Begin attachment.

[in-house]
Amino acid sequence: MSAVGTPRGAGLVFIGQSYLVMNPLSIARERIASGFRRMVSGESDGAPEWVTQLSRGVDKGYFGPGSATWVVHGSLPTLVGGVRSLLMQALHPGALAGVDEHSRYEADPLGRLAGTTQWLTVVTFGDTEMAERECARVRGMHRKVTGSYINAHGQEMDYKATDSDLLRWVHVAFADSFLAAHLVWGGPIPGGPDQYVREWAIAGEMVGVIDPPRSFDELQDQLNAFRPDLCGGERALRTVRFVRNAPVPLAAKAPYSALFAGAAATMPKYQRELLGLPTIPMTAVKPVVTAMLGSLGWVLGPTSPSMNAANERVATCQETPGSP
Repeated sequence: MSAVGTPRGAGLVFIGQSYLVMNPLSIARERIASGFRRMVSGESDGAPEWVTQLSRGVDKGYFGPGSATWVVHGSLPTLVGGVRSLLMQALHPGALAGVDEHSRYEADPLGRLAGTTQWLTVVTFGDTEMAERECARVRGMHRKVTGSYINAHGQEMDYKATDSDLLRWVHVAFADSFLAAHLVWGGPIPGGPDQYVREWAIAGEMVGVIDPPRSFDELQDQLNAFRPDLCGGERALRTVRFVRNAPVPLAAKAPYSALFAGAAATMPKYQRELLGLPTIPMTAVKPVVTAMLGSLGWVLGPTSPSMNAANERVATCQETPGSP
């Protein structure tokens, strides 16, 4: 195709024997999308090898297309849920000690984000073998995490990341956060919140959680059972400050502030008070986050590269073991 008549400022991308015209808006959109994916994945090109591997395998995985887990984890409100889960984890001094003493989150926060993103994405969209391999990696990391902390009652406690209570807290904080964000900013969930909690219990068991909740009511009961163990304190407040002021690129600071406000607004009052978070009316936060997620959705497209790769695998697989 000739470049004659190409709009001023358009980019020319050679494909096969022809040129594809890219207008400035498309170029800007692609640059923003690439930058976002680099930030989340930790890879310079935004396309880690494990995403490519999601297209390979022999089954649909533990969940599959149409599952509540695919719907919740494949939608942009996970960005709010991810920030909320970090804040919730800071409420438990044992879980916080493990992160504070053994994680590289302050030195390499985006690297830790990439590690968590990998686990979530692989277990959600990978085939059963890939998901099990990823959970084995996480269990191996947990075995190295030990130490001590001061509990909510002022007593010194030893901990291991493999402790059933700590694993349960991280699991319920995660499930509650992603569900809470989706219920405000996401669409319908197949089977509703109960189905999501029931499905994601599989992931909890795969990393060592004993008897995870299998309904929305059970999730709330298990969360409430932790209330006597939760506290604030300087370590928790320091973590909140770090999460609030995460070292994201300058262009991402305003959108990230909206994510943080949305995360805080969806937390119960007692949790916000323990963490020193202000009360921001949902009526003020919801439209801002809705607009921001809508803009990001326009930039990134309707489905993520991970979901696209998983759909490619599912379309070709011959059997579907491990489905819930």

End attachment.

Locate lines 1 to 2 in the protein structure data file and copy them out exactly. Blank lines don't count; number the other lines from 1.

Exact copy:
[in-house]
Amino acid sequence: MSAVGTPRGAGLVFIGQSYLVMNPLSIARERIASGFRRMVSGESDGAPEWVTQLSRGVDKGYFGPGSATWVVHGSLPTLVGGVRSLLMQALHPGALAGVDEHSRYEADPLGRLAGTTQWLTVVTFGDTEMAERECARVRGMHRKVTGSYINAHGQEMDYKATDSDLLRWVHVAFADSFLAAHLVWGGPIPGGPDQYVREWAIAGEMVGVIDPPRSFDELQDQLNAFRPDLCGGERALRTVRFVRNAPVPLAAKAPYSALFAGAAATMPKYQRELLGLPTIPMTAVKPVVTAMLGSLGWVLGPTSPSMNAANERVATCQETPGSP